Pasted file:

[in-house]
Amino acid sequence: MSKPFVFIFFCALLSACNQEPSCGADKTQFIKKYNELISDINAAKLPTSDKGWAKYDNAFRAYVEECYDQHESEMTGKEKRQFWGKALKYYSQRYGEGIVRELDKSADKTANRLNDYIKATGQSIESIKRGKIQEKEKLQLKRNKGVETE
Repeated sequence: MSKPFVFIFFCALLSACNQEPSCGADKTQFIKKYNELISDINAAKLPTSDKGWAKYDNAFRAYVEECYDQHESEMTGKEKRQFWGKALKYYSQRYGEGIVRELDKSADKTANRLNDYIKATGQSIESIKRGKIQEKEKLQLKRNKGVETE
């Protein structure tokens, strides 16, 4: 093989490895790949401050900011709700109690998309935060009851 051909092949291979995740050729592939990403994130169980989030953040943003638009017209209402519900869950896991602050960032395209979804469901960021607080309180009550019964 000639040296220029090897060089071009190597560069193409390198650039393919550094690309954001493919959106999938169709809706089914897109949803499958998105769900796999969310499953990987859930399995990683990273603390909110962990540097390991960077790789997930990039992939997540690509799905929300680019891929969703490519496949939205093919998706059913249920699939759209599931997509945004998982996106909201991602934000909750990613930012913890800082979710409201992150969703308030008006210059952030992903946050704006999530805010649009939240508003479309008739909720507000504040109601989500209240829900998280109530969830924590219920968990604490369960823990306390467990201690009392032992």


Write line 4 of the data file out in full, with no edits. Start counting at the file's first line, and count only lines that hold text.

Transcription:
């Protein structure tokens, strides 16, 4: 093989490895790949401050900011709700109690998309935060009851 051909092949291979995740050729592939990403994130169980989030953040943003638009017209209402519900869950896991602050960032395209979804469901960021607080309180009550019964 000639040296220029090897060089071009190597560069193409390198650039393919550094690309954001493919959106999938169709809706089914897109949803499958998105769900796999969310499953990987859930399995990683990273603390909110962990540097390991960077790789997930990039992939997540690509799905929300680019891929969703490519496949939205093919998706059913249920699939759209599931997509945004998982996106909201991602934000909750990613930012913890800082979710409201992150969703308030008006210059952030992903946050704006999530805010649009939240508003479309008739909720507000504040109601989500209240829900998280109530969830924590219920968990604490369960823990306390467990201690009392032992």